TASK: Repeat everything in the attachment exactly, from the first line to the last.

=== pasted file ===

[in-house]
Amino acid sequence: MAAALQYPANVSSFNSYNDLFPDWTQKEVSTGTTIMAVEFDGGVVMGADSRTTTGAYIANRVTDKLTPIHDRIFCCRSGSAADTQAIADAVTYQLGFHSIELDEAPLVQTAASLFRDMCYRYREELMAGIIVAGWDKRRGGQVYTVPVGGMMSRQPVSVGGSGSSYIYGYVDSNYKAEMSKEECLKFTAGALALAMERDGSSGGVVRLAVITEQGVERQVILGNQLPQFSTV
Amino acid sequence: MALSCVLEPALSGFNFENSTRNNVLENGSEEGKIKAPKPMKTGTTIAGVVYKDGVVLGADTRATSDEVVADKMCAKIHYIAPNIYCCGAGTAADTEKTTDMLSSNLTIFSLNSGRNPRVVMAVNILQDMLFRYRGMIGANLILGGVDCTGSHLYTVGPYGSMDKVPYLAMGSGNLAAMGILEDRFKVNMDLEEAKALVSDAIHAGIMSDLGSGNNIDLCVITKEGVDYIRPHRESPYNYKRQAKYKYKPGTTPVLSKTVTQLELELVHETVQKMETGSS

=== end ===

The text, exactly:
[in-house]
Amino acid sequence: MAAALQYPANVSSFNSYNDLFPDWTQKEVSTGTTIMAVEFDGGVVMGADSRTTTGAYIANRVTDKLTPIHDRIFCCRSGSAADTQAIADAVTYQLGFHSIELDEAPLVQTAASLFRDMCYRYREELMAGIIVAGWDKRRGGQVYTVPVGGMMSRQPVSVGGSGSSYIYGYVDSNYKAEMSKEECLKFTAGALALAMERDGSSGGVVRLAVITEQGVERQVILGNQLPQFSTV
Amino acid sequence: MALSCVLEPALSGFNFENSTRNNVLENGSEEGKIKAPKPMKTGTTIAGVVYKDGVVLGADTRATSDEVVADKMCAKIHYIAPNIYCCGAGTAADTEKTTDMLSSNLTIFSLNSGRNPRVVMAVNILQDMLFRYRGMIGANLILGGVDCTGSHLYTVGPYGSMDKVPYLAMGSGNLAAMGILEDRFKVNMDLEEAKALVSDAIHAGIMSDLGSGNNIDLCVITKEGVDYIRPHRESPYNYKRQAKYKYKPGTTPVLSKTVTQLELELVHETVQKMETGSS